What do computer algorithms have in common with stand-up comedy?
Nothing much, besides the fact that they were both topics of classes taught at the inaugural Splash at Harvard. This past Saturday, about 150 high school students streamed into Harvard’s Sever Hall to take classes taught by over 50 undergraduates for an entire day of intellectual exploration.
Splash is an educational outreach program that brings high school students onto college campuses for a day to take classes taught entirely by undergraduates.
These classes are on anything that undergraduates are passionate about, featuring topics that are not usually covered in a traditional high school curriculum.
I participated in it myself as a high school student, taking classes like “The Meaning of Life as Explained By Astrophysics” and “The Art of Rhetoric” that blew my mind and cemented my love for learning. At Splash, I also began to see myself, a first-generation college student, succeeding in a college environment, as I developed friendships with my undergraduate teachers who seemed surprisingly similar to me and as I learned to challenge ideas in the college classrooms.
When I arrived at Harvard, I was shocked that there was no educational outreach program like Splash. Almost every other major university I knew had their own Splash program, including several colleges in our immediate vicinity.
I thought, if Splash did not exist at Harvard yet, why don’t I start it myself?
Last spring, while taking an engaged scholarship class in the sociology department, I hatched my plan for Splash at Harvard. I conducted research on both the current education-related programs at Harvard and traveled to Yale to observe their program to see whether such a program was both necessary and feasible at Harvard. The answers to both questions were yeses.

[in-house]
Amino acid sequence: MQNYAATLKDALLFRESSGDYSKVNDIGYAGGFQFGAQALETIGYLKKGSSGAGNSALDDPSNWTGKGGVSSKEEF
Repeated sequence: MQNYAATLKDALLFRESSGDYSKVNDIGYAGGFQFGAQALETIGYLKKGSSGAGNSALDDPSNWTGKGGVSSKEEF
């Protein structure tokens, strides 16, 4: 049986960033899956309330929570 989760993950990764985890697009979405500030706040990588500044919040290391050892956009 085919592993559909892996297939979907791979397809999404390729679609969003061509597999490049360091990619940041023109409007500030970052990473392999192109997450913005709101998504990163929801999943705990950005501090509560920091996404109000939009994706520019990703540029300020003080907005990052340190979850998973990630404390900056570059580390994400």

This year, I’ve had the honor of seeing this mere idea of mine turn into a reality on campus.
After I created my plan, I gathered a small team of Harvard students who also cared as much as I did about conducting educational outreach to increase access to higher education. We worked over the summer to create the framework of our new student organization, which we named the Harvard Undergraduate Studies in Education, and became officially recognized by the College in the fall.
After approval, we immediately started working on Splash by adding more members to our team to create a full executive board for the spring. Together, we worked tirelessly to make Splash happen as early as this spring.
We wanted Splash to be an accessible, enriching, and fun experience for as many high school students as we can accommodate this first year.
To do so, we partnered with local organizations for sponsorships, created a financial program for low-income students, recruited a diverse cohort of undergraduate teachers, and reached out to underserved schools in the Boston area to spread the word about our program. We strived to anticipate every single detail of the event to ensure that it ran as smoothly as possible.
When the day of Splash finally arrived on April 27, we could see our hard work come to fruition. Witnessing students in our custom-designed Splash at Harvard discuss their day’s schedules excitedly with one another filled my heart with joy. Seeing the undergraduates teach their classes with such passion and enthusiasm made me want to become a high school student and participate in Splash myself again. At the end of the day, when a freshman girl came up to me and said that she wanted to teach her own Splash course one day as a Harvard student, I was ecstatic that Splash was making an impact on students’ aspirations, if only for one student.
At this Splash, I had to opportunity to kick off the event by giving a speech about my own experiences as a first-generation college student and how I was inspired to start Splash at Harvard.
While it was no easy task to coordinate such an initiative, I am glad to find that Harvard was open to students starting their own initiatives on campus.
Regardless of the obstacles that will inevitably appear in the creation process, as long as you and your team believe strongly in your vision to implement something on campus, there is unbounded potential for this vision to grow into a reality at Harvard.